|Wiggo and Froome receiving their medals at Hampton Court|
Out through roads and town that I have cycled along in my time living in that part of the world was the women's and then the men's Time Trials.
All the talk before the start of the men's was about how Brits Chris Froome and Bradley Wiggins had come first and second in the two Time Trials in Le Tour. Tony Martin (GER) the World champion in this discipline had retired after the first of those because of a broken bone in his wrist, and three times World champion Fabian Cancellera (SWI) the defending champion had had a fall at the turn just inside Richmond Gate in the road race on Saturday, after having a broken collar bone in April. There was also some talk about Luis Leon Sanchez.
So how would the Brits do and would those injuries affect the two men who have most recently worn the rainbow jersey in this discipline?
The answer seemed to answer itself out on the road. For Sanchez it was over almost as it began, he broke his chain on the start ramp and then shortly after needed a new rear wheel.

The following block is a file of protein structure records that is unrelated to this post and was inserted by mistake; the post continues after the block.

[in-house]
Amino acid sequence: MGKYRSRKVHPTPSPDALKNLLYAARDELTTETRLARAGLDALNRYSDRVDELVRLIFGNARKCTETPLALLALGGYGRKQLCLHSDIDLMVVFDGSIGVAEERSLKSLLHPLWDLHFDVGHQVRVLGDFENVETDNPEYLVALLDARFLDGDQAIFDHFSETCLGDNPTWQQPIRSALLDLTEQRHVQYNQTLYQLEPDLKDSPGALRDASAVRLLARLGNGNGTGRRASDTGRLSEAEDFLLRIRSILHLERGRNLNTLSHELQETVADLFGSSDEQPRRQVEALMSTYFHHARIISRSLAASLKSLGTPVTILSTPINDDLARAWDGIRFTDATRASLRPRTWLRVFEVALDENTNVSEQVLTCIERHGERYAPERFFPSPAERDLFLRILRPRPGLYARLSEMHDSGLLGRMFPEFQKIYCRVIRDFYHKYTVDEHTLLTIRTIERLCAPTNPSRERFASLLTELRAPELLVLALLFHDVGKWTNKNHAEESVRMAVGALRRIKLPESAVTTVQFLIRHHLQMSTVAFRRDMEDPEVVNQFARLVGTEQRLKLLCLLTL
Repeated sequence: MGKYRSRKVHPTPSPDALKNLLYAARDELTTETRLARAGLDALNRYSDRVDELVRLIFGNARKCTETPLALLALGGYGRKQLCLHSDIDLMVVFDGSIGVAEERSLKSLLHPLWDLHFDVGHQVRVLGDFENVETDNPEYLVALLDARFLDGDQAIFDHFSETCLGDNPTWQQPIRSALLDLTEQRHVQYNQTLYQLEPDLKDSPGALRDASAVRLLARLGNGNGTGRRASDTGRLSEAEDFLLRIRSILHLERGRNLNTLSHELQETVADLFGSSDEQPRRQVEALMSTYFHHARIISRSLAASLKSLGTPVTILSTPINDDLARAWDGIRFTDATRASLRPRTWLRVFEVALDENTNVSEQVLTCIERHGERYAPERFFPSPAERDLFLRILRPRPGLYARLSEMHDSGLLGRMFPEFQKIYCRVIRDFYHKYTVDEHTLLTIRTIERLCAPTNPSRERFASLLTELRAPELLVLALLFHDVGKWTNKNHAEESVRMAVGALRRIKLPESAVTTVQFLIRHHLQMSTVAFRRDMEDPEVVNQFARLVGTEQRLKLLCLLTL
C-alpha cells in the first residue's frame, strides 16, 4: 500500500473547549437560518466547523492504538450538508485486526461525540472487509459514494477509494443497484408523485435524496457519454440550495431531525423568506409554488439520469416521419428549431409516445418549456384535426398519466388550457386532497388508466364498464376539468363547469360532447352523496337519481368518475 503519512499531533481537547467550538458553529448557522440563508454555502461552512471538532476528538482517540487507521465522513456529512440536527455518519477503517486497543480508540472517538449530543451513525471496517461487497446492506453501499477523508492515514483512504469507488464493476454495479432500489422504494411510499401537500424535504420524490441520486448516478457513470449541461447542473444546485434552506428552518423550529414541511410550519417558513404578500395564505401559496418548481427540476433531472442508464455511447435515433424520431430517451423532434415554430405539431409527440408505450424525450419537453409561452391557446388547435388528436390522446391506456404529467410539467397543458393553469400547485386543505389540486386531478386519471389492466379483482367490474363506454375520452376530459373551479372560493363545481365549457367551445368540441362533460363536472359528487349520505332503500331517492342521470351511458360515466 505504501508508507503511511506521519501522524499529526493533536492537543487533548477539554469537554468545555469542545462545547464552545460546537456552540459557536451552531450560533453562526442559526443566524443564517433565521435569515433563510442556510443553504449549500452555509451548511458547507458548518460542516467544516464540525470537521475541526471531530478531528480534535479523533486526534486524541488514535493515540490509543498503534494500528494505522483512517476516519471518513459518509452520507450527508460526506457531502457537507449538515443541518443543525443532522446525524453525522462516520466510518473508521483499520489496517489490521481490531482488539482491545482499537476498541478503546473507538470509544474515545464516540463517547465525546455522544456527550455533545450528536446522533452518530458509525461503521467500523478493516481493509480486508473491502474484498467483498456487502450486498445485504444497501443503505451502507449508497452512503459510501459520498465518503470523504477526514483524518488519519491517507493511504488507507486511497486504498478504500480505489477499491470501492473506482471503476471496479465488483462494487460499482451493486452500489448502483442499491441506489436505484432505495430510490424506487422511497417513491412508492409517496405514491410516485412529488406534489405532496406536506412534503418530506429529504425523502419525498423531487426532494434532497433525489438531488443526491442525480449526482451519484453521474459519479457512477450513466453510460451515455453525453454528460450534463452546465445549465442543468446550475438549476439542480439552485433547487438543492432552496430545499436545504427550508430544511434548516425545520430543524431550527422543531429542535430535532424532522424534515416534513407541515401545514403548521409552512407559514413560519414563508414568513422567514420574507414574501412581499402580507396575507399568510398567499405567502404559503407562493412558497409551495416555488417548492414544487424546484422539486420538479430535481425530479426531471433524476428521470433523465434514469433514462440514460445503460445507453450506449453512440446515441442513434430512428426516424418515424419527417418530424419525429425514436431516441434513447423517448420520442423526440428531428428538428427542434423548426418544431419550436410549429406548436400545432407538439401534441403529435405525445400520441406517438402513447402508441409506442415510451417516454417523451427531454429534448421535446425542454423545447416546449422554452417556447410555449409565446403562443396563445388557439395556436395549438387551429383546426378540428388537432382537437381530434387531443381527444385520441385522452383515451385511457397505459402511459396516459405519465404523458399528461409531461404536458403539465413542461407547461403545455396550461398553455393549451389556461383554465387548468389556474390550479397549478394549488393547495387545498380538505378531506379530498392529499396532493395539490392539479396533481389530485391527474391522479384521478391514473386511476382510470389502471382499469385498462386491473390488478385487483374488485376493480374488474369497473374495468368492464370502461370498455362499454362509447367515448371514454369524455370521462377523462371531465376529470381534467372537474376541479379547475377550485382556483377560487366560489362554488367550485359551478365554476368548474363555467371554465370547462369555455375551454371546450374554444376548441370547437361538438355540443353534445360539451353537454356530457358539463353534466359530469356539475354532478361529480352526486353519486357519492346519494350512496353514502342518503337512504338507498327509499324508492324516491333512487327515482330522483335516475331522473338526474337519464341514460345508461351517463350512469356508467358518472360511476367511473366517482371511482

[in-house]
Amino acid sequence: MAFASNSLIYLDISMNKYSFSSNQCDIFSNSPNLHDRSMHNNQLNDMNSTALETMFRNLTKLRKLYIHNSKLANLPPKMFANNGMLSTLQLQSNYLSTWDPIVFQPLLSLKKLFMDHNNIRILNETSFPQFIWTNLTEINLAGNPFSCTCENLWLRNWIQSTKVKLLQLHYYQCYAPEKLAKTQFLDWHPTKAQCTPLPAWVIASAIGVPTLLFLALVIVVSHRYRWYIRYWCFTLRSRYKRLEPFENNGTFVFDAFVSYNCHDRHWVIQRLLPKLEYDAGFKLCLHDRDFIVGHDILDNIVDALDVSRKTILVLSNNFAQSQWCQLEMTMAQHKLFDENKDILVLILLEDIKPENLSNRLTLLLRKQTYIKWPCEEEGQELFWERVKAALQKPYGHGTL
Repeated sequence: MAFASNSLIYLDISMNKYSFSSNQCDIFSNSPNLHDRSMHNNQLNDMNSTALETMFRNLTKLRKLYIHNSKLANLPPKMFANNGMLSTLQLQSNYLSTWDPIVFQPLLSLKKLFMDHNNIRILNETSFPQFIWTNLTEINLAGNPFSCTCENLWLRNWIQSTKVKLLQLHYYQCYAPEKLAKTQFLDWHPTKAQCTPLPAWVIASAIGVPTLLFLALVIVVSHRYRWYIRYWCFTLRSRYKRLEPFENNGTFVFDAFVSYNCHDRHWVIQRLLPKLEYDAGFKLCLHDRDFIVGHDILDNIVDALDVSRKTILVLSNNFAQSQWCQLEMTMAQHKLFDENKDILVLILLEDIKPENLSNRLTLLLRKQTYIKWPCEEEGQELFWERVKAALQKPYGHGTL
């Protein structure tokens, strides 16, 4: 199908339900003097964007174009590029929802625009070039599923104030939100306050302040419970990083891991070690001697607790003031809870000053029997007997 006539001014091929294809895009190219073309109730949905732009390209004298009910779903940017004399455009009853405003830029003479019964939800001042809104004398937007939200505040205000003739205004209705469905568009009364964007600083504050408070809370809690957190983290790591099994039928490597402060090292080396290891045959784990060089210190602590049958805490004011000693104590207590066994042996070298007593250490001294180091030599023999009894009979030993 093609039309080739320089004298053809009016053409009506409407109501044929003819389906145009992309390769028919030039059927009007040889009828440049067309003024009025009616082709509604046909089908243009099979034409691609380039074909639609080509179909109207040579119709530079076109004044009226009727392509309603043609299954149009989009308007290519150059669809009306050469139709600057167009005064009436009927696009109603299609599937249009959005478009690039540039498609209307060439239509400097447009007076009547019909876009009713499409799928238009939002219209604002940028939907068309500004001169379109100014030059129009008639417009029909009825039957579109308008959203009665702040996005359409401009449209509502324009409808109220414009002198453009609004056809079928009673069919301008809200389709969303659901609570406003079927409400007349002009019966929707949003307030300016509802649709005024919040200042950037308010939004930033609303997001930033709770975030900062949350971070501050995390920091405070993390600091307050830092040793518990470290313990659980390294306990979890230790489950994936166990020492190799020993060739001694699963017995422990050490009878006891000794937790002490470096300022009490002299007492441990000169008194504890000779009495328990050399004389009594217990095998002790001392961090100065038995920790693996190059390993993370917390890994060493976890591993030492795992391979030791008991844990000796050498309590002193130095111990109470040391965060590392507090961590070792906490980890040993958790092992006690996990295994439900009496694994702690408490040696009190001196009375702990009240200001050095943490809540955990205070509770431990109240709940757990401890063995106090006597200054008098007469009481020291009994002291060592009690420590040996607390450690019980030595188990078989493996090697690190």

For the other four at the first time trial they were all in contention. Then at the second Froome took the lead only to see it taken by Tony Martin, and less than 80 seconds later it went to Wiggins. Cancellera was outside the medals at that spot. It was a top three that would not change all the way back to Hampton Court.
Wiggins crossed the line looking fresh while Tony Martin sat on the ground looking shattered. But Wiggo only had one concern, he still did not know it he had won or not. When we saw a shot of Cancellera at the Diana Fountain in Bushey Park outside of the time for any medal we knew, but Brad still wanted to know. When Cancellera finally climbed off his bike he was in agony clutching his left shoulder, I still suspect that he may well have broken his collar bone once again on Saturday but was determined to make the start line in defense of his Olympic title.
So in front of Hampton Court as the Union Flag (strangely without the roundel after a W, I and two Gs) was raised by the Gurkhas in honour of Team GBs second gold medal of the Games and day. God Save the Queen was song out just a little more vociferously than the chants of "Wiggo, Wiggo" just before they started to sing.
Wiggins with 4 Golds 2 silver and a bronze is now the Brit with the most medals, at least for now, Sir Chris Hoy may match him within days.
Wiggins is also the first man to win the Tour de France and Olympic gold in the same year!